Train Stories. February 10, 2010.  On the Chuo line between Yotsuya and Ochanomizu  Stations.  I was standing up, looking out the window at the passing scenery.  On this stretch of the Chuo line, the tracks run beside the outer moat of the Imperial Palace, a tributary of the Kanda River.  On the opposite bank a cluster of plum trees in various shades of pink were doing their best to imitate an impressionist painting, their budding branches all gradually shading into one another like feathery fans.

As the train pulled into Ochanomizu Station, an elderly woman sitting in front of where I was standing made moves as if she were about to get off, so I stood back to give her room.  As she passed me I just caught her English “Thank you,” whispered like a code word it would be wrong for others to overhear.  As I sat down in her vacated seat, I realized her pronunciation had been perfect.

For a native Japanese speaker, many English sounds are hard to make because they do not exist in the Japanese language.  Two of these troublesome sounds are present in the word thank: th and a The nearest approximation to tha one can make, without retraining the tongue, is the Japanese sa with a pronounced like the a in father. It is hard for Japanese mouths to form the a in thank  (pronounced as the sound ash and written as æ in the International Phonetic Alphabet).  For this reason, many people find it easier to say “thank you” in English by saying “3-9” instead.  The word for 3 is san and the word for 9 is kyu, thus san-kyu.

But this woman had not said “3-9.”  Even though she had whispered, what resonated in my ears afterwards clearly began with th and proceeded to nk via æ.  I experienced this tiny variation in the usual Japanese pronunciation of “thank you” as a kind of secret greeting.  It was as if she were telling me that hidden inside her thoroughly Japanese exterior was a history of intimate experience with the English language.  Perhaps she had once taught English to junior high school kids, or had lived abroad as the wife of a diplomat, or had traveled extensively on her own.  Or maybe she had just listened every morning to the NHK radio English lessons, repeating after the announcer, “thank you thank you thank you” until she got it perfect.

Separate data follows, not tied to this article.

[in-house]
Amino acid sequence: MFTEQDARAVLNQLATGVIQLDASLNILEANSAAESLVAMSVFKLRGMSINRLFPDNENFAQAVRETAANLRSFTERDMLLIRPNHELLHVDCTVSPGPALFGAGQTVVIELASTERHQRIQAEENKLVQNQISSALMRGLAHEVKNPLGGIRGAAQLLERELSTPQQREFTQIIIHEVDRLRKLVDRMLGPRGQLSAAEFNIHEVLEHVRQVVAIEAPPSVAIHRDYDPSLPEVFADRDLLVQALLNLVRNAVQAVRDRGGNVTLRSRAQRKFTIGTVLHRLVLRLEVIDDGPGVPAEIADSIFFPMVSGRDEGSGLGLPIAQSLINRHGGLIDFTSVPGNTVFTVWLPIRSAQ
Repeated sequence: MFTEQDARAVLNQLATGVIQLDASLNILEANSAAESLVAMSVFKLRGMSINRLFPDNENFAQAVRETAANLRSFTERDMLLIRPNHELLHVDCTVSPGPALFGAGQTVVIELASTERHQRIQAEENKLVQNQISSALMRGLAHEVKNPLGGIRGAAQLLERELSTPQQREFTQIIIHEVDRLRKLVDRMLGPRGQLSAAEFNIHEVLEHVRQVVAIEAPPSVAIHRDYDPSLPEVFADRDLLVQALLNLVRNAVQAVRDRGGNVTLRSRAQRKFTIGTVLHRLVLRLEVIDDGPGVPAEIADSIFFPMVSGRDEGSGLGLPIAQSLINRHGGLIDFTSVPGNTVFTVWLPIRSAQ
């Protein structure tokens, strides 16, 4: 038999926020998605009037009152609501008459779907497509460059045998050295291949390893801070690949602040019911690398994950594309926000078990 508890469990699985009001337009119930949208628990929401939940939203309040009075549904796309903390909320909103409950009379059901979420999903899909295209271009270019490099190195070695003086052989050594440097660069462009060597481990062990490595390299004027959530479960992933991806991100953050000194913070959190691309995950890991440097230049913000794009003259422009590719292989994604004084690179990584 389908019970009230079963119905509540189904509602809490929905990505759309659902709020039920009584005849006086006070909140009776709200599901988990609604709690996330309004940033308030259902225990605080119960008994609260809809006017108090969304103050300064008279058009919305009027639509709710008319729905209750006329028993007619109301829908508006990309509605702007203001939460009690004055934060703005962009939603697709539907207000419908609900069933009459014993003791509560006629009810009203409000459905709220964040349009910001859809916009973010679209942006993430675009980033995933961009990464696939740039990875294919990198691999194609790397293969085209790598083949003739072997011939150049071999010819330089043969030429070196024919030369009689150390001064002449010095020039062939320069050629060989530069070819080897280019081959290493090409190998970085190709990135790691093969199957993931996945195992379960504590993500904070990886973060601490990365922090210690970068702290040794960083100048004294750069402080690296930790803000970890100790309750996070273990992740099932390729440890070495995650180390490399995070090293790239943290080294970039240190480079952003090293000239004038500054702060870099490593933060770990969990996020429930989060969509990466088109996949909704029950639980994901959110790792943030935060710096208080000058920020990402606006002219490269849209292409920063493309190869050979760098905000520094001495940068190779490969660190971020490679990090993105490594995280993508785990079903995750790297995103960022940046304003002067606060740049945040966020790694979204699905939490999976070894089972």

However she reached mastery of these troublesome sounds, the accomplishment admitted her to a secret unacknowledged society of Japanese people who speak English fluently.  Few of them advertise themselves.  While the English language is studied assiduously here, especially its grammatical and lexical aspects, there is great resistance to actually speaking it and making practical use of it as a tool of communication or an instrument of creative expression.  And one way to maintain and strengthen that resistance is to make those who can speak it well feel they are somehow odd or “un-Japanese,” effectively silencing them.   Thus,  I only learn from an essay written in the last class of a university English course that a student who has kept her mouth shut all year actually spent the first ten years of her life living in Knoxville, Tennessee.  Or, when I finally speak on the phone to a man for whom I do proofreading work and who always corresponds with me in Japanese, only then do I discover that his English is impeccable and far superior to the hesitant Japanese I’ve been using to explain an English point of grammar to him.

The other day I heard the plaintive call of a tofu-seller’s horn making its way around the neighborhood.  I hurried downstairs and found the young tofu-seller parked with his wagon on the corner.  Another woman was loading up on tofu, soy milk bread, and curried “bean curd refuse” croquettes.  When she was done shopping, she turned to me and asked if I were German, and when I replied no, she excused herself and hurried away.  “Where are you from then?” the young man asked in Japanese, and when I replied “America,” he switched to English.  “I used to live-a there!” he grinned.  “But I was-a born-a in-a Italy!” he added proudly.  I had found another member of the secret society, one who spoke not only fluent English, but fluent English with an Italian accent.

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Hai-pho Gallery

Shadows lengthen as

sunlight withdraws to the west

the moss grows greener


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